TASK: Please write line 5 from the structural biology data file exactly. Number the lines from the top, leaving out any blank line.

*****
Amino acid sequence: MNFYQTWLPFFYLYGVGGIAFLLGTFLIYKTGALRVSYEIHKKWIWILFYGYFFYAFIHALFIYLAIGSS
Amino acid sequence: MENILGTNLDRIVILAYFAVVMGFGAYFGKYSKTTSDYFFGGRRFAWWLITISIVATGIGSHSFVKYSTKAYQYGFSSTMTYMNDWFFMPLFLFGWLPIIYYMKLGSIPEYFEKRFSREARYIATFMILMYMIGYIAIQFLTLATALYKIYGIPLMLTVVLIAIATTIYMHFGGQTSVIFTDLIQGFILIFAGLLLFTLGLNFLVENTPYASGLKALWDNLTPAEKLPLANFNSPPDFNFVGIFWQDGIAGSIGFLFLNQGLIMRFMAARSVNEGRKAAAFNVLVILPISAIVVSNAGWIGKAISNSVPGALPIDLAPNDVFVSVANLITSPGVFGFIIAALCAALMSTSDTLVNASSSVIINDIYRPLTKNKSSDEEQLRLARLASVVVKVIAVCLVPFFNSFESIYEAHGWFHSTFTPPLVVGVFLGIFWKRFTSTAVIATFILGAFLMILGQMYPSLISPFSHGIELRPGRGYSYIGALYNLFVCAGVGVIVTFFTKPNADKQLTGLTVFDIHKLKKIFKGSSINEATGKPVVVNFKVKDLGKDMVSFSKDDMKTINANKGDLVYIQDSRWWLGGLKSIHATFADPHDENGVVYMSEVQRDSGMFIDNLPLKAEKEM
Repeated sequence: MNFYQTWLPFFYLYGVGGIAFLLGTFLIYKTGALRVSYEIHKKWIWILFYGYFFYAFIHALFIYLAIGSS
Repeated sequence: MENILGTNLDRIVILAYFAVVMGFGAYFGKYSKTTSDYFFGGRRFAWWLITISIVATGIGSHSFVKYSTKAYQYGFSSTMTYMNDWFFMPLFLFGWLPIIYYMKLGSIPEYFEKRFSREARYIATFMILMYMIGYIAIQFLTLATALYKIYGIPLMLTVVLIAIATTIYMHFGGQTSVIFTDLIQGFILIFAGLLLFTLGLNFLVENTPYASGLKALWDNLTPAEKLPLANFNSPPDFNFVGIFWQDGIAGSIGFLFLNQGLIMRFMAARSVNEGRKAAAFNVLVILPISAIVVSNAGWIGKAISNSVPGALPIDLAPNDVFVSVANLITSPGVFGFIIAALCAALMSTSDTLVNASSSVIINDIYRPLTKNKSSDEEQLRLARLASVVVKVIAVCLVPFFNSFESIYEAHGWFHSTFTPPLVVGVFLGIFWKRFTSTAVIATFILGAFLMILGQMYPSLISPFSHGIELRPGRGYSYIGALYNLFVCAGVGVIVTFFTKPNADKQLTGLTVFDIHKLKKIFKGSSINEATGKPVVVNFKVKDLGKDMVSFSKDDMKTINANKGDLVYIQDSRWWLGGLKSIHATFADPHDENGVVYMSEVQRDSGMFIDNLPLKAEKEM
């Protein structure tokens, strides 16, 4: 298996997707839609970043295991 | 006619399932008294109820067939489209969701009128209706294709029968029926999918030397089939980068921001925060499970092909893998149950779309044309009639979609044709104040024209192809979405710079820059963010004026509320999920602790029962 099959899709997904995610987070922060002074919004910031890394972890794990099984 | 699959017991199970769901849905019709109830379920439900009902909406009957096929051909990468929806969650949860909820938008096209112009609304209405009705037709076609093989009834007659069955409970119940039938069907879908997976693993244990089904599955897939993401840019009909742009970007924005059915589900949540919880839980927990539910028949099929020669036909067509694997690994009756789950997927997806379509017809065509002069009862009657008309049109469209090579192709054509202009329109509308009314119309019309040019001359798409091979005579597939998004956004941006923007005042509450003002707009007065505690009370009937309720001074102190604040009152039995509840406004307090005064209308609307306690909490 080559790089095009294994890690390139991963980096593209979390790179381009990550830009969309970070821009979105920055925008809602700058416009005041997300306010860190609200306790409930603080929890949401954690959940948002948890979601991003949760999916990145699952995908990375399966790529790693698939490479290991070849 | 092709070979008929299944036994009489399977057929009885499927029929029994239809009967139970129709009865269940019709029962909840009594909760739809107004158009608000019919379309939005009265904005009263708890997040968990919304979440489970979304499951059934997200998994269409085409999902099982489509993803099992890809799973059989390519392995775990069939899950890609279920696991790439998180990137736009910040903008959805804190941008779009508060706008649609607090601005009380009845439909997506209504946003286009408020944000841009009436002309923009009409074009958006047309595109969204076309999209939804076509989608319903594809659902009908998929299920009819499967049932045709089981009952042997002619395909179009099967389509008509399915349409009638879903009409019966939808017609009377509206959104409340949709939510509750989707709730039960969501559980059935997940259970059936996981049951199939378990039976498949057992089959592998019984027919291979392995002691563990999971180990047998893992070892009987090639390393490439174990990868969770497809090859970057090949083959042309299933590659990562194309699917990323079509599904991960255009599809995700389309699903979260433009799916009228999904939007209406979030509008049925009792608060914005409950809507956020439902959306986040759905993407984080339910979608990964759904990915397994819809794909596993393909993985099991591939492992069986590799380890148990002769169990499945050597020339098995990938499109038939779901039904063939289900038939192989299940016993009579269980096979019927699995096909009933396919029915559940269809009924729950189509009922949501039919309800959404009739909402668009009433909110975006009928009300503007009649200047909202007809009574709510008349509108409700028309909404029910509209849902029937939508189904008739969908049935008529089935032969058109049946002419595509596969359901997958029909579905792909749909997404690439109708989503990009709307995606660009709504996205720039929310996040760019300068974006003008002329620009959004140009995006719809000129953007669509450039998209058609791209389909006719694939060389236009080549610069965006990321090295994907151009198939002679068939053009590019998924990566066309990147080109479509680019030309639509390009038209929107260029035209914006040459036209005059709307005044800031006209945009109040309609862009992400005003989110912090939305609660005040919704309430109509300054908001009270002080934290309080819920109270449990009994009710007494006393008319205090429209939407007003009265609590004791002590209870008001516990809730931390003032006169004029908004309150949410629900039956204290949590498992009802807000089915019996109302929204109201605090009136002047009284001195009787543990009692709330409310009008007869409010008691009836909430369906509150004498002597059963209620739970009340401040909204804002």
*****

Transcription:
């Protein structure tokens, strides 16, 4: 298996997707839609970043295991 | 006619399932008294109820067939489209969701009128209706294709029968029926999918030397089939980068921001925060499970092909893998149950779309044309009639979609044709104040024209192809979405710079820059963010004026509320999920602790029962 099959899709997904995610987070922060002074919004910031890394972890794990099984 | 699959017991199970769901849905019709109830379920439900009902909406009957096929051909990468929806969650949860909820938008096209112009609304209405009705037709076609093989009834007659069955409970119940039938069907879908997976693993244990089904599955897939993401840019009909742009970007924005059915589900949540919880839980927990539910028949099929020669036909067509694997690994009756789950997927997806379509017809065509002069009862009657008309049109469209090579192709054509202009329109509308009314119309019309040019001359798409091979005579597939998004956004941006923007005042509450003002707009007065505690009370009937309720001074102190604040009152039995509840406004307090005064209308609307306690909490 080559790089095009294994890690390139991963980096593209979390790179381009990550830009969309970070821009979105920055925008809602700058416009005041997300306010860190609200306790409930603080929890949401954690959940948002948890979601991003949760999916990145699952995908990375399966790529790693698939490479290991070849 | 092709070979008929299944036994009489399977057929009885499927029929029994239809009967139970129709009865269940019709029962909840009594909760739809107004158009608000019919379309939005009265904005009263708890997040968990919304979440489970979304499951059934997200998994269409085409999902099982489509993803099992890809799973059989390519392995775990069939899950890609279920696991790439998180990137736009910040903008959805804190941008779009508060706008649609607090601005009380009845439909997506209504946003286009408020944000841009009436002309923009009409074009958006047309595109969204076309999209939804076509989608319903594809659902009908998929299920009819499967049932045709089981009952042997002619395909179009099967389509008509399915349409009638879903009409019966939808017609009377509206959104409340949709939510509750989707709730039960969501559980059935997940259970059936996981049951199939378990039976498949057992089959592998019984027919291979392995002691563990999971180990047998893992070892009987090639390393490439174990990868969770497809090859970057090949083959042309299933590659990562194309699917990323079509599904991960255009599809995700389309699903979260433009799916009228999904939007209406979030509008049925009792608060914005409950809507956020439902959306986040759905993407984080339910979608990964759904990915397994819809794909596993393909993985099991591939492992069986590799380890148990002769169990499945050597020339098995990938499109038939779901039904063939289900038939192989299940016993009579269980096979019927699995096909009933396919029915559940269809009924729950189509009922949501039919309800959404009739909402668009009433909110975006009928009300503007009649200047909202007809009574709510008349509108409700028309909404029910509209849902029937939508189904008739969908049935008529089935032969058109049946002419595509596969359901997958029909579905792909749909997404690439109708989503990009709307995606660009709504996205720039929310996040760019300068974006003008002329620009959004140009995006719809000129953007669509450039998209058609791209389909006719694939060389236009080549610069965006990321090295994907151009198939002679068939053009590019998924990566066309990147080109479509680019030309639509390009038209929107260029035209914006040459036209005059709307005044800031006209945009109040309609862009992400005003989110912090939305609660005040919704309430109509300054908001009270002080934290309080819920109270449990009994009710007494006393008319205090429209939407007003009265609590004791002590209870008001516990809730931390003032006169004029908004309150949410629900039956204290949590498992009802807000089915019996109302929204109201605090009136002047009284001195009787543990009692709330409310009008007869409010008691009836909430369906509150004498002597059963209620739970009340401040909204804002």